doc: The document ID (the official args.me ID) returned by your system for the topic
rank: The rank the document is retrieved at.
score: The score (integer or floating point) that generated the ranking. The score must be in descending (non-increasing) order. It is important to handle tied scores (trec_eval sorts documents by the score values and not your rank values).
tag: A tag that identifies your group and the method you used to produce the run.
An example run for Task 1 is:
1 Q0 Sf9294c83-Af186e851 1 17.89 myGroupMyMethod
1 Q0 Sf9294c83-A9a4e056e 2 16.43 myGroupMyMethod
1 Q0 S96f2396e-Aaf079b43 3 16.42 myGroupMyMethod
Participants have to upload (through SSH or RDP) their retrieval models in a dedicated TIRA virtual machine, so that their runs can be reproduced and so that they can be easily applied to different data (of same format) in the future. You can find host ports for your VM in the web interface, same login as to your VM. If you cannot connect to your VM, please make sure it is powered on: you can check and power on your machine in the web interface.
Your software is expected to accept two arguments:
- An input directory (named
$inputDatasetin TIRA). The variable
$inputDatasetpoints to a directory which contains six files:
parliamentary.json(those 5 files form the corpus), and
topics.xml(the topics for which documents should be retrieved).
- An output directory (named
$outputDirin TIRA). Your software should create a standard trec run file in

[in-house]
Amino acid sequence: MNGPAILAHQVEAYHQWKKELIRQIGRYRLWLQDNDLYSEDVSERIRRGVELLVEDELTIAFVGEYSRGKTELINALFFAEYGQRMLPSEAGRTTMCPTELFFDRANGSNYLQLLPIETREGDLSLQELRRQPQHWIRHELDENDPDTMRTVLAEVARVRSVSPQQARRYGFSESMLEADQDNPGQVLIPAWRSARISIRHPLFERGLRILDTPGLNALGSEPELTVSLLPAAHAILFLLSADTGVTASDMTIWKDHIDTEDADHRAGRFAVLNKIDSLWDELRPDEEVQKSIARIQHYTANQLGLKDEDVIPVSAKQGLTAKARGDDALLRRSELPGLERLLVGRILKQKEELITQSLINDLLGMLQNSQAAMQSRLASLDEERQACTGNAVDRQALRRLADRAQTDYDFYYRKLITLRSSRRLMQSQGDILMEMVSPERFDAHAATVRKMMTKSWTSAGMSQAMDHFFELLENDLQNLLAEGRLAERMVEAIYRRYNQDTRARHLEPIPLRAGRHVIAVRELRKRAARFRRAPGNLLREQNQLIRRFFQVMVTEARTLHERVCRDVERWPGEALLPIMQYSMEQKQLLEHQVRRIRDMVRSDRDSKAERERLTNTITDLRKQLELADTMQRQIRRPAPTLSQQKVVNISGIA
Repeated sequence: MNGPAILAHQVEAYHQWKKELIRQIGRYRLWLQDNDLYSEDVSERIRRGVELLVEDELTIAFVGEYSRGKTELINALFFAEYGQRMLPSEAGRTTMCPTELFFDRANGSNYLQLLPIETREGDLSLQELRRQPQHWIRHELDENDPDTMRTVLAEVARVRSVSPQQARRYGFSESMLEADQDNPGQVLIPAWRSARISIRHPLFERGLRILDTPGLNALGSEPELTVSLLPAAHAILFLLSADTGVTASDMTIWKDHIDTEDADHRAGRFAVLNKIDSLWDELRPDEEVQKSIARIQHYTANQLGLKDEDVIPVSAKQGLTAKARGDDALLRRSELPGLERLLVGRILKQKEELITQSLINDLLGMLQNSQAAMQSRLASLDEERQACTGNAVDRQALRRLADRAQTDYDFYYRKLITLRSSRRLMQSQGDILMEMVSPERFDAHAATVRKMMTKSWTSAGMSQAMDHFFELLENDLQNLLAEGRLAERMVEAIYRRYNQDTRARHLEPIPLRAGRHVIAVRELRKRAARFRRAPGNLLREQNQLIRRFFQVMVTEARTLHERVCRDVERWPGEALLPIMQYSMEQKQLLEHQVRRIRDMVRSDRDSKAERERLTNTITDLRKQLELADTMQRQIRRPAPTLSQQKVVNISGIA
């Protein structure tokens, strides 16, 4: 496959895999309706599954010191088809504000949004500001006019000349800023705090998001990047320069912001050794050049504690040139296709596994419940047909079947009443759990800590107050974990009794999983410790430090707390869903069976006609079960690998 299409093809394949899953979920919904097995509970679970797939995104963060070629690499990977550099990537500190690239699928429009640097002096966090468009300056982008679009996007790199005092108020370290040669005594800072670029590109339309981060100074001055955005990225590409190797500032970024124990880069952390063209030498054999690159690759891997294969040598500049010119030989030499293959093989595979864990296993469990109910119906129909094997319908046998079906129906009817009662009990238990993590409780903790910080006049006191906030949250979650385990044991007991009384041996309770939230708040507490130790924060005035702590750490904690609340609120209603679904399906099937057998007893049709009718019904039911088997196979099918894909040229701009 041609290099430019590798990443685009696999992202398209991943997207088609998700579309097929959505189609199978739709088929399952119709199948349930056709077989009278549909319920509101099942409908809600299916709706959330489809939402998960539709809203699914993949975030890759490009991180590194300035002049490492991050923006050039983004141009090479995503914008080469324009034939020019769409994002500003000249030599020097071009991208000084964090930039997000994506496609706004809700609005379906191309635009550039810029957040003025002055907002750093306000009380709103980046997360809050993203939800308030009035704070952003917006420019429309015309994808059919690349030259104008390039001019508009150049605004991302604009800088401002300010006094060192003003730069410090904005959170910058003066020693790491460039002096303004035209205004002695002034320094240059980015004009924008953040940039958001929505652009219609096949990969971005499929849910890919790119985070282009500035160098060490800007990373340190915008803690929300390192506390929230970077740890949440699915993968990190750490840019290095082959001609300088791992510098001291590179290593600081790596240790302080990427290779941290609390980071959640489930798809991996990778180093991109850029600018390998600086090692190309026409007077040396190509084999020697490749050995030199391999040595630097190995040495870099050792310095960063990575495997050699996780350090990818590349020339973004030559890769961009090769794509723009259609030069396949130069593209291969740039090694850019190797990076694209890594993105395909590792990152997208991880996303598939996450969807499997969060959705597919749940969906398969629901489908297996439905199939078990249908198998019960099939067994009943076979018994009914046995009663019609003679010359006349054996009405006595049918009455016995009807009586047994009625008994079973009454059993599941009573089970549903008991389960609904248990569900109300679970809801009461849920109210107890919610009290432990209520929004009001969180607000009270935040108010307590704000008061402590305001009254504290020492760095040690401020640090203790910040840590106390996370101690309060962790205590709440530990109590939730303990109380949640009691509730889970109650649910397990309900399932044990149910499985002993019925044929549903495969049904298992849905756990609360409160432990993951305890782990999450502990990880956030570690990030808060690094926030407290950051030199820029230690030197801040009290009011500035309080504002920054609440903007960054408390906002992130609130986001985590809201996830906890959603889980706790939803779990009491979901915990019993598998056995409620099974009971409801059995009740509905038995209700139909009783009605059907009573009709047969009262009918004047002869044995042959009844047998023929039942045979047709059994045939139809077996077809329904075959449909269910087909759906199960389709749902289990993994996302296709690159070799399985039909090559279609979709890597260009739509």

args-me.jsonfile or the API of the search engine args.me to produce the run file.
As soon as your Software is installed in your VM, you can register it in TIRA. Assume that your software is started with a bash script in your home directory called
my-software.shwhich expects an argument
-ispecifying the input directory, and an argument
-ospecifying the output directory. Click on "Add software" and specify the command
my-software.sh -i $inputDataset -o $outputDir. The other fields can stay with default settings.
Click on "Run" to execute your software in TIRA. Note that your VM will not be accessible while your system is running – it will be “sandboxed”, detached from the internet, and after the run the state of the VM before the run will be restored. Your run will be reviewed and evaluated by the organizers.
NOTE: By submitting your software you retain full copyrights. You agree to grant us usage rights for evaluation of the corresponding data generated by your software. We agree not to share your software with a third party or use it for any purpose other than research.
Once the run of your system completes, please also run the evaluator on the output of your system to verify that your output is a valid submission. These are two separate actions and both should be invoked through the web interface of TIRA. You don’t have to install the evaluator in your VM. It is already prepared in TIRA. You should see it in the web interface, under your software, labeled “Evaluator”. Before clicking the “Run” button, you will use a drop-down menu to select the “Input run”, i.e. one of the completed runs of your system. The output files from the selected run will be evaluated.
You can see and download STDOUT and STDERR as well as the outputs of your system.
In the evaluator run you will see only STDOUT and STDERR, which will tell you if one or more of your output files is not valid.
If you think something went wrong with your run, send us an e-mail.
Additionally, we review your submissions and contact you on demand.
You can register more than one system (“software/ model”) per virtual machine using the web interface. TIRA gives systems automatic names “Software 1”, “Software 2” etc. You can perform several runs per system.